Georgians Pray for Rain ... Literally
Officials are appealing to a higher power for rain to ease the state's drought.
Nov. 13, 2007 — -- Georgia Gov. Sonny Perdue joined other state leaders and ministers at the state Captiol this afternoon to pray to the heavens for rain and relief from a historic drought that has hit the Southeast.
"We've come together here simply for one reason and one reason only: To very reverently and respectfully pray up a storm," Perdue said to a crowd of about 100 people.
The efforts might pay off. The National Weather Service says there is a 40 to 50 percent chance for rain across much of north Georgia tomorrow.
Perdue has tried several ways to ease the crisis caused by the region's drought, from lawsuits to new laws restricting water use — but the water is still running out, and it just won't rain.
Now he is calling on a higher power.
"It's time to appeal to Him who can and will make a difference," Perdue said
But some Georgians, such as atheist Ed Buckner, are not impressed. He and about 20 other members of the Atlanta Freethought Society protested the vigil.
"We've got a real problem. Let's try to do something real about it instead of grandstanding," said Buckner.
"It is also an absurd, foolish thing to do, and it makes the state of Georgia and Georgians like myself look dumb," Buckner added.
This summer Alabama Gov. Bob Riley tried something similar, asking residents to pray for rain for an entire week. It didn't rain then, and it hasn't rained much since.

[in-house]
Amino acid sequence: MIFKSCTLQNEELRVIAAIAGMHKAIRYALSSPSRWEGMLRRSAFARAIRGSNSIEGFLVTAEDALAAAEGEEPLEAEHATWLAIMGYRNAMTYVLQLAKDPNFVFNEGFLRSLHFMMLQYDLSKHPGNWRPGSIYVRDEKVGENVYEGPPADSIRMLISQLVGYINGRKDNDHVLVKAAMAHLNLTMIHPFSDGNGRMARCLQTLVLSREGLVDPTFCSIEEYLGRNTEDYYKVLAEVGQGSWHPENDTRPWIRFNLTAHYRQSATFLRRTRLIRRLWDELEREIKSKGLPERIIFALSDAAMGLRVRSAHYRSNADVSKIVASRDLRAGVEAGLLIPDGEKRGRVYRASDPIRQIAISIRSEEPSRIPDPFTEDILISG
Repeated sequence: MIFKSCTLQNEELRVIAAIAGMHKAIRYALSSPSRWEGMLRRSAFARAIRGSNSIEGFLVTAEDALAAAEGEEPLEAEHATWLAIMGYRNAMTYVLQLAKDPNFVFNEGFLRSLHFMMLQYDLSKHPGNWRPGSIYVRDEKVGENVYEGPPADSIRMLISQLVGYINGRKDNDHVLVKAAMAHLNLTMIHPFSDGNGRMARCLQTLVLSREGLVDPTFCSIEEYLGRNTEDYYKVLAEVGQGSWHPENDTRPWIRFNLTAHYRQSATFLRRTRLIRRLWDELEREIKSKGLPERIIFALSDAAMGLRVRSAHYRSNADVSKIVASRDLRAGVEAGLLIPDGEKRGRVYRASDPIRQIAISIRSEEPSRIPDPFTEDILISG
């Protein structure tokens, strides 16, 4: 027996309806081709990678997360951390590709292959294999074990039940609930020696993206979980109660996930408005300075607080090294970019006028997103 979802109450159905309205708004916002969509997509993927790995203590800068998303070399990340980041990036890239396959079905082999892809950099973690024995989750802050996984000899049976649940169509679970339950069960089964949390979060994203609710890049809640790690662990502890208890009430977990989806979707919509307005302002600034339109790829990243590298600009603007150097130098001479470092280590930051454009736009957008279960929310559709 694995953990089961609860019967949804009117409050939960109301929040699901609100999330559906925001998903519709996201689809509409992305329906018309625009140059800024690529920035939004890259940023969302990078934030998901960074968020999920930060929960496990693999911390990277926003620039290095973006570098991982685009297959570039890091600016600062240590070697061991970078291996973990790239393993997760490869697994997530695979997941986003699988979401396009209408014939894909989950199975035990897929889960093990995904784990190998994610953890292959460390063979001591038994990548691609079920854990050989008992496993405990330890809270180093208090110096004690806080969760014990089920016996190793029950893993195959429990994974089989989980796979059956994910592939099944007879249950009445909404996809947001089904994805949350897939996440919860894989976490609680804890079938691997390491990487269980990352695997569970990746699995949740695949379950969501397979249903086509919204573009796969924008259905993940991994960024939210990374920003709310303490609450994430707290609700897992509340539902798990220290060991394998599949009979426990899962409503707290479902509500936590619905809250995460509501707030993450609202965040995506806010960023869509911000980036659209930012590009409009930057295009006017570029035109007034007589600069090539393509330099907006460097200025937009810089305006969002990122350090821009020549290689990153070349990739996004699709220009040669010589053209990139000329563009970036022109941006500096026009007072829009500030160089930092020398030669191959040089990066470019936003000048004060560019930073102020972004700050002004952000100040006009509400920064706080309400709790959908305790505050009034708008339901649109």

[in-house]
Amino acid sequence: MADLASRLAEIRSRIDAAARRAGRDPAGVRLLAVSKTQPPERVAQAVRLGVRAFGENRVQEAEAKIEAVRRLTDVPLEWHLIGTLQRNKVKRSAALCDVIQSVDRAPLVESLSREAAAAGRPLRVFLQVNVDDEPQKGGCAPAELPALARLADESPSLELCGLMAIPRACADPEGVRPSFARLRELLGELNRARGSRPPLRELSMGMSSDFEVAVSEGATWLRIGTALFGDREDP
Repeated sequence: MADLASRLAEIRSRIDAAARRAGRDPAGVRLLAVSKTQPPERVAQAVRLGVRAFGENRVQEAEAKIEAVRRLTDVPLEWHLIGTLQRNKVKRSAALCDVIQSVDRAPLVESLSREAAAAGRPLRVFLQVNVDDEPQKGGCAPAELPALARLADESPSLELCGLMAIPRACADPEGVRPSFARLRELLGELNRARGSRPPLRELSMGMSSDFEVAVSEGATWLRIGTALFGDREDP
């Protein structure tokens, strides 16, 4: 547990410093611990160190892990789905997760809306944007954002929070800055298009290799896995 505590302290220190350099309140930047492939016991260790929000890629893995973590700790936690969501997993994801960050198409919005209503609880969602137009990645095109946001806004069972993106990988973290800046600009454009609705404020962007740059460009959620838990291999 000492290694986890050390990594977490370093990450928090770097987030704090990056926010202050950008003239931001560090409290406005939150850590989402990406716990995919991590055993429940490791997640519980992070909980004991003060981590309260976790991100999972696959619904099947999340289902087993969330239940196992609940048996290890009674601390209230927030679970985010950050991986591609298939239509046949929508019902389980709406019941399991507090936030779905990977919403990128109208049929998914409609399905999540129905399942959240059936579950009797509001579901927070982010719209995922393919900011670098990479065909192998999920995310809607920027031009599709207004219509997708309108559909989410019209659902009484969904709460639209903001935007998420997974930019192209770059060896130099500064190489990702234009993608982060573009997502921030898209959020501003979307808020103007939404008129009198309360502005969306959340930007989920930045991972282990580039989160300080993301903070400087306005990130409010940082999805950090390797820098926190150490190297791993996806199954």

Since the dawn of time, people have prayed for rain in some form — from the tribes of Africa to American Indians. And where prayer fails, science sometimes pulls through.
In China, they're seeding the clouds to force rain — a tool the government hopes will be useful leading up to the Beijing Olympics to help cut down on pollution.
To seed the clouds, a flare filled with silver iodide, or dry ice, is shot into the sky, or a plane drops the chemicals into the clouds. At high elevations, the chemicals attract moisture and freeze, and then melt on their way to ground, producing rain. It actually works.
"Cloud seeding is not only done in the U.S., and has been done here since the early 1950s, but there's probably 30 to 40 countries conducting cloud-seeding programs," said weather consultant Don Griffith.
Apparently, none of those counties are in the state of Georgia.
The Associated Press contributed to this report.